Transport to and from the path
With London the hub of the nation’s transport network, you won’t have any trouble travelling to the capital. And once you’re in the capital, you won’t have any trouble bouncing back out to the capital’s outer reaches in order to pick up the trail. But be warned: though the services are frequent, it can take an hour or two to travel from one part of London to another.
Transport along the London Outer Orbital Path
The London Transport network is vast, complex and far-reaching. One vital bit of kit to take along is your smartphone. The TfL (Transport for London) website has updates on train and bus times; best of all, type in where you are and where you want to go and they’ll come up with the quickest route. It’s very clever!
Walking the LOOP with a dog
It’s not a problem taking your dog along the LOOP, though you may not be able to let him or her off the lead as much as you can on most other walks. There’s a lot of traffic, of course, but several of the parks also ask that you keep your dogs on a lead.
If your dog struggles to behave when joggers run past, or there are other dogs around, or in crowds, or on public transport, then the LOOP is not the best trail for them.
There is also one place on the trail where dogs are not allowed at all. The Woodland Gardens of Bushy Park are off-limits; luckily, there is an alternative trail that hugs the fence of the Gardens.
One more thing: don’t forget your poo bags. You’ll be doing a lot more pavement walking on this route than on others and the local residents won’t take too kindly to your hound decorating their walkways.
So where might I get lost? The biggest difficulty with walking the LOOP is finding your way. Unlike nearly all the other trails on this site, there are a lot of people who live on or near the LOOP. Unfortunately, that also means you’re more likely to find someone who takes great pleasure in stealing footpath signs, or defacing them, or, perhaps worst of all, adjusting them so they point in the wrong direction.
We’ve been informed that the Inner London branch of the Ramblers Association are taking over the maintenance of the LOOP – and its little sister, the Capital Ring – and hopefully so we can look forward to better signage along the trail. But
So we still think our book will be invaluable for navigation. Because during the research of this book, we separated from the trail countless times, and many were the hours we spent trudging around a field scanning the horizon for a signpost. Annoying at the time, at least it enabled us to discover precisely where hikers are likely to lose their way – and provide detailed instructions on the map to prevent future walkers from doing so.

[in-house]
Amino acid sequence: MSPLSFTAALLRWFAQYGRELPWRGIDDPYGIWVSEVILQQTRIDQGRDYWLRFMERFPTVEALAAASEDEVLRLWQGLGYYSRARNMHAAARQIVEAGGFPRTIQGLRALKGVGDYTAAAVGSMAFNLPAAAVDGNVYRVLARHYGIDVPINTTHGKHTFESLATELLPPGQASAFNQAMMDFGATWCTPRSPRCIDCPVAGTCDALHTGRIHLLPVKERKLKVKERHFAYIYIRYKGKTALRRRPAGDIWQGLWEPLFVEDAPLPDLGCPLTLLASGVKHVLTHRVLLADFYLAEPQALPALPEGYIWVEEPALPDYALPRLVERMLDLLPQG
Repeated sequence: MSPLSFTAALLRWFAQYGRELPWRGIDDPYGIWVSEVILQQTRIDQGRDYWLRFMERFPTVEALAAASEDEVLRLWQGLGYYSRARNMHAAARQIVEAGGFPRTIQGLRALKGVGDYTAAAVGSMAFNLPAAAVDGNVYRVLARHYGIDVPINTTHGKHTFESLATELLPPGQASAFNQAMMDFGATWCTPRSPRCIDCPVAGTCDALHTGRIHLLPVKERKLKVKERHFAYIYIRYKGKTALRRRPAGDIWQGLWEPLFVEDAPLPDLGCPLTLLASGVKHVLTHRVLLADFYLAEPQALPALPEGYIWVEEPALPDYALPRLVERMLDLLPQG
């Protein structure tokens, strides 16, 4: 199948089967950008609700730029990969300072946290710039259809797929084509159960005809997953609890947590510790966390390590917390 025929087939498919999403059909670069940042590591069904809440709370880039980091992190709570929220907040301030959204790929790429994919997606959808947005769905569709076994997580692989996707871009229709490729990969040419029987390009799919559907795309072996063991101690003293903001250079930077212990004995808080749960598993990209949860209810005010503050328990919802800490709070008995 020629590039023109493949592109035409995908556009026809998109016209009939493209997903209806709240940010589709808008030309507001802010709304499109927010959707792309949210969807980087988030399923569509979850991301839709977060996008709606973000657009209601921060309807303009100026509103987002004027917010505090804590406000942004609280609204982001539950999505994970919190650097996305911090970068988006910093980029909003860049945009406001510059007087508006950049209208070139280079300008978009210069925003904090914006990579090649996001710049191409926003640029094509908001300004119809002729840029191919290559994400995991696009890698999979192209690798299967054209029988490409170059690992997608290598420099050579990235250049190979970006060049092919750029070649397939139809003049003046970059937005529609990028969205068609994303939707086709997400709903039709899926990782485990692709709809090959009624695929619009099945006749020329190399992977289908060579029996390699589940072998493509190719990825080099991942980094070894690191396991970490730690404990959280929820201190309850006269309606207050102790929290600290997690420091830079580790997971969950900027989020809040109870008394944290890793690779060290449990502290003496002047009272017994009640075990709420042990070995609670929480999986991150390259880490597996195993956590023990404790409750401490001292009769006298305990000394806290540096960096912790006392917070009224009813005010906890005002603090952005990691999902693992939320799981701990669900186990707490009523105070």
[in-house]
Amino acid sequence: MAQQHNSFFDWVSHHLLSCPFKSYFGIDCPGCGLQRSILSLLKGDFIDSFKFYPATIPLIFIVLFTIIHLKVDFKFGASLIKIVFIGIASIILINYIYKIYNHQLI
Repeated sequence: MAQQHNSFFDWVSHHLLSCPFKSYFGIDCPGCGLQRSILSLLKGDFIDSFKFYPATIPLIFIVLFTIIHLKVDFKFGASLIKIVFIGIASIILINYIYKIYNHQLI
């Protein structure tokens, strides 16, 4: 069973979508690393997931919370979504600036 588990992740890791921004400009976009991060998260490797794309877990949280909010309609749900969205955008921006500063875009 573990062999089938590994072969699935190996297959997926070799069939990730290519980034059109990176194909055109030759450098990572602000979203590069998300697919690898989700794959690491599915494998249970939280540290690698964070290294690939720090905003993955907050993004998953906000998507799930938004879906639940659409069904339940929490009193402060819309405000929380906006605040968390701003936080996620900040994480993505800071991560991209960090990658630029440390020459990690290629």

Or to put it another way: we got lost, so you don’t have to.
Camping and accommodation along the London Outer Orbital Path
Most LOOP walkers live in London, and so won’t be requiring any accommodation. But for those who do, please note the following:
There’s little to no camping along the LOOP. Leave your tent at home.
There aren’t many hostels along the way either, but it doesn’t cost much time or effort to catch a train or tube into Central London where you’ll find plenty.
As for B&Bs and hotels, there are several along the way, and some have some history too. We point out the more intriguing ones in the book. If you’re on a budget, you may find the accommodation offered by the national chains such as Travelodge (who also allow dogs, though for £20 a stay) to be both great value (rooms start at around £29, though you need to book in advance) and they have places dotted all along the trail.
Facilities along the London Outer Orbital Path
Supermarkets, banks, trekking stores you won’t have to walk far before you come across them. The stages usually end near shops. Usually, but not always. That’s no great hardship if the stage is only 3 or 4 miles, but is slightly more galling if the stage is 10 miles or more or if, as happens on a couple of occasions, there are no stops at the stage’s end. So do make sure you read up about your day’s walk before you set off, just so you know whether you need to take provisions with you or can pick them up en route or at the end of your hike.
I suppose the biggest danger on the trail is other people. Though most of the time the civilisation you visit on the LOOP is, well, very civilised, some bits, it’s fair to say, aren’t. I don’t think it’s fair to mention all of the more insalubrious places the trail passes through – though if I ever set foot in Cranford again it’ll be too soon. Suffice to say, there are some rough edges to London, and it might be wise to be off the trail before night falls – these pleasant parks, waterways that you pass through take on a much more menacing aspect after dark.
- It’s not worth rushing through the LOOP. There is a lot to see and plenty of pleasant cafes, pubs and parks where it’s nice to eat, sit and sunbathe for a while. Indeed, treating the LOOP as a series of ‘picnics’ bookended by some hiking is not a bad idea.
- Take a book to read on the train or tube on the way to/from the trail – sometimes it takes a long time to get to/from the trail.
- Take your smartphone with you and download the TfL app.
- On that subject, don’t buy single tickets at train stations – just tap your payment card on the barriers on the way into the station. You’ll save a lot of money that way (as long as you remember to tap out again afterwards).
- Finished the LOOP and want a similar challenge? The Capital Ring is like a concentric circle to the LOOP, lying wholly within the LOOP but still outside of Central London.